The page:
http://www.cdc.gov/obesity/childhood/prevalence.html

    It’s very much class- and race-affected (i.e. poor black kids are more likely to be fat), so if you see mainly upper-middle-class white girls, that might be why you see mainly thin ones.

  19. I wish sometimes I could cut TV out the picture… how much time would we have then to do things that are really important.

    Sigh. Then I’d have a revolution on my hands🙂

    Fortunately we are now in a place that allows at least some freedom for playing outdoors without fear.

  20. Li, two thoughts:

    1. Most of them probably don’t tell their kids explicitly why they’re not allowed to go more than 5 feet from Mom. After all, that might *scare* their children! So they don’t even give their kids the tools to avoid risks because they don’t want to scare their children.

    2. They wouldn’t do this if they had more than one kid, I’m sure

  21. My kids are in several activity groups:

    1. My son’s old Cub Scouts group in a parochial school: a handful of overweight kids; no one really obese. Solidly middle class with some upper middle class thrown in.

    2. His new Boy Scouts troop: lower middle class/middle class: about 5 in 10 overweight.

    3. My kids’ religious club; mostly upper middle class: probably 1/3 of the kids mildly overweight, with a couple obese kids.

    4. Church, with more lower-middle class kids: mostly overweight–only a handful not, and a couple very obese kids.

    5. All homeschooled 4-H club; mostly upper-middleclass by education but not by income: only a couple of mildly overweight kids.

    6. All homeschooled Girl Scouts troop; same as 4-H club: almost no overweight kids.

    7. Pre-professional ballet school; middle class to decidedly upperclass: almost no overweight kids in lower levels and none at all in advanced levels–but the pre-professional division starts at 15 hours/week and goes up from there. No anorexics, though: these kids are all muscle.

    8. Neighborhood kids: mostly upper-middleclass: the kids of Freerangers tend to be thin. The ones whose parents require a phone call and parental escort and then must play inside or in a fenced yard are overweight, almost without fail. The ones that run up and down the street and from house to house playing aren’t.

    Just anecdotal observation.

  22. Say it loud and repeat it often Lenore, I TOLD YOU SO.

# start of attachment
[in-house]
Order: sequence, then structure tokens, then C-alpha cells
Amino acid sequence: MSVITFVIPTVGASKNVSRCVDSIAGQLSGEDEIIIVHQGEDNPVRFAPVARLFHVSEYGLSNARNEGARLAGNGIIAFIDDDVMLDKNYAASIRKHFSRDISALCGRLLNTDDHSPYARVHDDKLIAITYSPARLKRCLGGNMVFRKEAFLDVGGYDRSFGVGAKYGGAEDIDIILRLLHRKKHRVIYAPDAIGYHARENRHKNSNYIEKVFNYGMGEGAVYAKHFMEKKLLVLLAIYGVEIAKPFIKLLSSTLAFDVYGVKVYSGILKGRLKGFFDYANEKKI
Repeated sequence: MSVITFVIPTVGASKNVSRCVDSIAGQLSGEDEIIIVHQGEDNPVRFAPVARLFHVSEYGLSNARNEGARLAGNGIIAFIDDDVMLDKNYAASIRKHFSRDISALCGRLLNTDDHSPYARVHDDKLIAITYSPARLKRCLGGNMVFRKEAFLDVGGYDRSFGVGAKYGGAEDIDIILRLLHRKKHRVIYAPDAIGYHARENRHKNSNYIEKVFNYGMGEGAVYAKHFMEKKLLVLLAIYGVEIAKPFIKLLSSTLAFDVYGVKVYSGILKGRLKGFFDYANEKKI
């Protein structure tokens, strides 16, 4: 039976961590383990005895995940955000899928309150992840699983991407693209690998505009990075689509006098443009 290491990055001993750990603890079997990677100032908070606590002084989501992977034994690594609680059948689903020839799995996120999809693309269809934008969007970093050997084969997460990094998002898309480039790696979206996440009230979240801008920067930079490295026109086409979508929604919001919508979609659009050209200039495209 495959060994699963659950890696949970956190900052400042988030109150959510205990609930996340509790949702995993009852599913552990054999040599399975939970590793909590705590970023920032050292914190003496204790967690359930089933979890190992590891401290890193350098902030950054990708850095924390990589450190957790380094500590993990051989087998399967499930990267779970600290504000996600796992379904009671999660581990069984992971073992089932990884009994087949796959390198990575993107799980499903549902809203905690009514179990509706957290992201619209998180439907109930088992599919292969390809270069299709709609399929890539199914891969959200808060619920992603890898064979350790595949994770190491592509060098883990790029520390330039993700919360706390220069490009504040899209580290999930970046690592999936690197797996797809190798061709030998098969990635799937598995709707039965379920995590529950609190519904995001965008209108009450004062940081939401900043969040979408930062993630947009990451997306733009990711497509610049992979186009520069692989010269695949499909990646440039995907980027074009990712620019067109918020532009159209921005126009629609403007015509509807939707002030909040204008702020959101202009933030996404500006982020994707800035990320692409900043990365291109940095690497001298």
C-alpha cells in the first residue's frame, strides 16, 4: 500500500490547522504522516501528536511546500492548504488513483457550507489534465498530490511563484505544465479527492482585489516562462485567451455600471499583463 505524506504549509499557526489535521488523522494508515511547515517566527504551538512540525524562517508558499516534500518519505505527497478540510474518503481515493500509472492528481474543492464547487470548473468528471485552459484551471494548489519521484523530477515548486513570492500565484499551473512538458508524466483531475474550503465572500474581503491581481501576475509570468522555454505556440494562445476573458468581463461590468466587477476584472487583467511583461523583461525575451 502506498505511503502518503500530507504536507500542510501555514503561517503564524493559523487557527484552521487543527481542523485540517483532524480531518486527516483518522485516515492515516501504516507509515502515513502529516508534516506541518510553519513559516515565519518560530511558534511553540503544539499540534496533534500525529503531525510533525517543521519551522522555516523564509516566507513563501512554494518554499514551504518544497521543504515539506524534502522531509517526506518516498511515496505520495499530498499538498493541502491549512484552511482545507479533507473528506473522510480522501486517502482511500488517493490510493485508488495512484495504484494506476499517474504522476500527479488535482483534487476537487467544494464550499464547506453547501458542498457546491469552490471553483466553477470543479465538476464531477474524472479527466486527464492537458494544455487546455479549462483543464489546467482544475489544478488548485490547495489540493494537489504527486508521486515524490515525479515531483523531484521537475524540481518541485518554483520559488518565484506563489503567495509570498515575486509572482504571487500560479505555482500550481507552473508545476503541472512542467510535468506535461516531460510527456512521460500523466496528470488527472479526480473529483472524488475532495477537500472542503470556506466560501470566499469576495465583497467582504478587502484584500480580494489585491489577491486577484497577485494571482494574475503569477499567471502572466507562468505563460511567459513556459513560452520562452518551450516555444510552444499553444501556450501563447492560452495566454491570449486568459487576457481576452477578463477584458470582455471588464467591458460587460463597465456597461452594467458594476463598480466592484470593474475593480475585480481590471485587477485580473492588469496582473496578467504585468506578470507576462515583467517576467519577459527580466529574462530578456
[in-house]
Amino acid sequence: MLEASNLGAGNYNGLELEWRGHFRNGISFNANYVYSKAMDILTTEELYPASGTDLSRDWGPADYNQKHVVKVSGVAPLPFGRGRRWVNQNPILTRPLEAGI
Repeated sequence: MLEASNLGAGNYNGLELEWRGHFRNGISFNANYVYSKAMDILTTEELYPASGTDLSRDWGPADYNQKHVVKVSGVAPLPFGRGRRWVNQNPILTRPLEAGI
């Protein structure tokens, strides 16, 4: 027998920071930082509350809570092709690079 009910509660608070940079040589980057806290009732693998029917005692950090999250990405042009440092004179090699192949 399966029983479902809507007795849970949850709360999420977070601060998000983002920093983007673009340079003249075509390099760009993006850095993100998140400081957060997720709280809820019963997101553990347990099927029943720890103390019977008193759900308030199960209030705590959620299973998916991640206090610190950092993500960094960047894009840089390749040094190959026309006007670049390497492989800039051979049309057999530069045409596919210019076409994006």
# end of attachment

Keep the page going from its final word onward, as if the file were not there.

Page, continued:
We free rangers are going to win this fight.

  23. Sky: I’ve noticed the same trend of REALLY skinny teenagers, girls in particular. I graduated high school in 2003; my friends and I have discussed how we don’t remember ANY of us being that thin. But I feel like if there were an anorexia epidemic that’s that significant, we’d … be talking about it more? This sounds naive to say, but I feel like such a thing would be hard to hide when it’s almost everyone. Furthermore, the girls I teach all strike me as very confident, grounded girls … and they eat junk like crazy.

    I mentioned this to one of the teachers I work with and he offered what sounded to be a plausible hypothesis: he thinks that present generations of kids may be given coffee and caffinated beverages a lot younger than previous generations. I never had coffee growing up and my parents kept my brother’s intake to a minimum (he acquired a taste for it from my grandmother’s spoiling). Also any time we drank soda, my parents made sure to give us the caffine-free kind.

  24. There is research to suggest that some children that have been deemed hyperactive are simply in need of more exercise. Imagine that!

  25. I agree with Dave, and I think the pendulum is starting to swing back in our favor. On a number of occasions recently I’ve seen younger – between 6 and 11 years – children out without parents, either on their way to school or coming from the store. Granted that it’s something I keep an eye out for, but still I think this is an increase over what I’ve seen in my area in the last number of years.

    On a completely unrelated note, has anyone else noticed that the level of grammar and spelling among posters on this site is better than average? This is the only place I come to online (actually, in the real world too, since the newspapers are so bad now) where I’m not constantly gritting my teeth over incorrect spelling and/or grammar.

  26. @Gail, I’ve had the same thought (about the grammar and spelling) and that’s one reason I love browsing and reading here.

    In general, I find it very refreshing to see “you are” spelled that way, instead of “u r”. Is it really that hard to type 4 more letters?

  27. What kills me is that most of the parents of these obese children seen nothing wrong. I had one fellow class mother react as if it was tantamount to child abuse to deny my daughters twinkies as an after school snack.

  28. This reminds me of advice I once read on one of those parenting websites that aims to fill expecting moms’ heads with all the frightening things that happen if parents don’t do everything right:

    “You might be concerned about all the drugs you took before you knew you were pregnant, but don’t be too anxious because worrying can be harmful to your baby.”